State highway projects using federal stimulus funds will go out to bid following state procurement guidelines. The projects will be posted for advertisement on the state’s procurement notice system website: www.hawaii.gov/bidapps. Interested contractors can also visit the DOT Contracts Office at 869 Punchbowl Street to speak to someone directly for more information about the projects. Consistent with state guidelines, each project will be advertised for 30 days, at which time all bids are due.

The county projects include:

Hawaii County ($35,600,000)
• Construction of the four-lane, limited access Ane Keohokalaoloe Highway between Palani Road and Hina Lani Street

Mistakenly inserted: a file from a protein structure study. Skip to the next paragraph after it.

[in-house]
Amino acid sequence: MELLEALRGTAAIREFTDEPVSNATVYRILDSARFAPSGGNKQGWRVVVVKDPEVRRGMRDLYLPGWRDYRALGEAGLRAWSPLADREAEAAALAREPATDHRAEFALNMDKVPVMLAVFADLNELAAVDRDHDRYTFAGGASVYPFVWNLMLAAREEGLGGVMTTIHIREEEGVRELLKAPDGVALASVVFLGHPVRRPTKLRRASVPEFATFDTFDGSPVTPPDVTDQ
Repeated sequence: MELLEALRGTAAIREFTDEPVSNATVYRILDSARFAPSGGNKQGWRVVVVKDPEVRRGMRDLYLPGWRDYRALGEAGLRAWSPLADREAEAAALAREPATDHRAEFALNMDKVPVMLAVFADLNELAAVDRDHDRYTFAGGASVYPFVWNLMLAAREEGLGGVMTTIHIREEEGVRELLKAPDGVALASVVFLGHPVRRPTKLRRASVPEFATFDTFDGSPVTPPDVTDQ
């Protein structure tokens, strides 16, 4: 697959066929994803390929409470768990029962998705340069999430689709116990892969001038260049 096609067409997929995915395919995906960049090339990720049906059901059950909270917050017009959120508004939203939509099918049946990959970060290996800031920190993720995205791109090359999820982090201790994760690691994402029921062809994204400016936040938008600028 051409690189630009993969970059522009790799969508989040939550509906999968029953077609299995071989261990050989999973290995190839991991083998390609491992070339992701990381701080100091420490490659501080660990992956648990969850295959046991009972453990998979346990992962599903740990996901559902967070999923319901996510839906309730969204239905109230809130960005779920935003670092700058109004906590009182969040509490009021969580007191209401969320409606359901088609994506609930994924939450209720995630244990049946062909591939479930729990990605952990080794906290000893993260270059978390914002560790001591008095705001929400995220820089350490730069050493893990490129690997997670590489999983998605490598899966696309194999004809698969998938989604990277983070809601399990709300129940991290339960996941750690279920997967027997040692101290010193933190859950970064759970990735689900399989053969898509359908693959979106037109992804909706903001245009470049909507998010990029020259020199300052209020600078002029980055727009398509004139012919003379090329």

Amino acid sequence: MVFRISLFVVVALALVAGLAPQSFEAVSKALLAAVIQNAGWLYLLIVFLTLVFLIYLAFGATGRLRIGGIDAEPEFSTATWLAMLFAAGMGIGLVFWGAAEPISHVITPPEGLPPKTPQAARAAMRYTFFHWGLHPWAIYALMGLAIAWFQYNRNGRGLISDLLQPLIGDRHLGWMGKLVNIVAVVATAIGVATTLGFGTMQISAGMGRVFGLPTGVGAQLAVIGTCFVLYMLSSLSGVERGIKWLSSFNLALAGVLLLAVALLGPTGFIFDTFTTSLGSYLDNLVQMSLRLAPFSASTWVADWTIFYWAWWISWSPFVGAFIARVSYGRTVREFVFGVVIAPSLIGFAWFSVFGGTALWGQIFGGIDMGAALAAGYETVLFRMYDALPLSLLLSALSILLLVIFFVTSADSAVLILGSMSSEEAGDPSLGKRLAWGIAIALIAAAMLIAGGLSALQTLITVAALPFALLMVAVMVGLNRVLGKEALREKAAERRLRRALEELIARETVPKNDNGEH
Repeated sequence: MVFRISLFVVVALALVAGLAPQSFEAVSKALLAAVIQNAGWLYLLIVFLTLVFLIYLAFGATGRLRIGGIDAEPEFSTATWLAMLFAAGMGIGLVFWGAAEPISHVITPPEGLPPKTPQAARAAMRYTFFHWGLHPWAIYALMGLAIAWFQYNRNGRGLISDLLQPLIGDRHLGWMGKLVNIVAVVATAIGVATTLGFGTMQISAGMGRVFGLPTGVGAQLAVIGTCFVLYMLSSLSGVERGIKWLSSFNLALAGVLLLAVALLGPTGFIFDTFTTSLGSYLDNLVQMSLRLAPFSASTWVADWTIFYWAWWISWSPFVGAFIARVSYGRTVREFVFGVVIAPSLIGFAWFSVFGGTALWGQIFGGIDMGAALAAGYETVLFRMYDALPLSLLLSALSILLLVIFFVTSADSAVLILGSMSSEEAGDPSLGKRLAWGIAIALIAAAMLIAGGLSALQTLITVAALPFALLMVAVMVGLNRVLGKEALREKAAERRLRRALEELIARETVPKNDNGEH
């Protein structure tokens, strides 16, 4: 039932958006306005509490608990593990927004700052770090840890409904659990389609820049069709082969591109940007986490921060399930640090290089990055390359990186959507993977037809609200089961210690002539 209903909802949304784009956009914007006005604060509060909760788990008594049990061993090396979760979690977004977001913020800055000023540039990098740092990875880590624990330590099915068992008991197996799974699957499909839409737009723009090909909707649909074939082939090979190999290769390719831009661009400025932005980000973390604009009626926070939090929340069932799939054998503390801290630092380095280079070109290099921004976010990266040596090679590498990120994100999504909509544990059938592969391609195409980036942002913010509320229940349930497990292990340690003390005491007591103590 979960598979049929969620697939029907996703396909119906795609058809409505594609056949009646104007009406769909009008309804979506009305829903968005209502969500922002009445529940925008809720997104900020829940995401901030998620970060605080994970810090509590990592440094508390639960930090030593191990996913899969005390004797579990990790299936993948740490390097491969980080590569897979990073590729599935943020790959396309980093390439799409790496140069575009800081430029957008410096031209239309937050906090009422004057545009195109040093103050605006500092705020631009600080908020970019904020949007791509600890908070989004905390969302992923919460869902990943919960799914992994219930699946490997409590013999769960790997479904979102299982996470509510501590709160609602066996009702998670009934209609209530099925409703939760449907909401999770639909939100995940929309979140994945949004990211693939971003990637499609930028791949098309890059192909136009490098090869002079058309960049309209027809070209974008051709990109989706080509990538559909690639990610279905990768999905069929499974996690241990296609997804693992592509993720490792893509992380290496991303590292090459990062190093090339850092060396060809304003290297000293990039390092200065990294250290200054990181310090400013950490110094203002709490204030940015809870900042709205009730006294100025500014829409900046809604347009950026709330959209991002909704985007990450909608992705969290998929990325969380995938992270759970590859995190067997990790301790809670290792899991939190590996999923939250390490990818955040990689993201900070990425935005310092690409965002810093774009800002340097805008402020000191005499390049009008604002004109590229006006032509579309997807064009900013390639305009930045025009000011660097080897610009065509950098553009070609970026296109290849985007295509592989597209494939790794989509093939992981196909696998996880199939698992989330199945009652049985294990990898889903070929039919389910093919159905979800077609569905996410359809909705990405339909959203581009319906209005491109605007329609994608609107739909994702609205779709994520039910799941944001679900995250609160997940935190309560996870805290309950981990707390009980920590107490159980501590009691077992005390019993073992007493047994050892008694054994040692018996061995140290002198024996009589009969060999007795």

• Construction of the first increment of the five-mile multi-use Waimea Trails and Greenway
City and County of Honolulu ($19,200,000)
• Installing and upgrading traffic signals at various intersections
• Traffic congestion and traffic safety improvements along Harding, 5th and 11th Avenues including turn lanes into the H-1 Freeway on-ramps
• Waipio Point Access Road improvements
• Traffic Management Center auxiliary power upgrades
• Kalaeloa Boulevard widening and reconstruction

Maui County ($6,000,000)
• Reconstruction and improvements of Market Street from Kahawai Street to Makuhau Road

Kauai County ($4,200,000)
• Construction of a bike/pedestrian path from Lydgate Park to Kapa‘a (phase III)

Airports ($76,500,000)
The state Department of Transportation’s Airports Division will receive approximately $76.5 million in federal stimulus funds, which will help advance the state’s six-year Airports Modernization Plan, which began in 2005.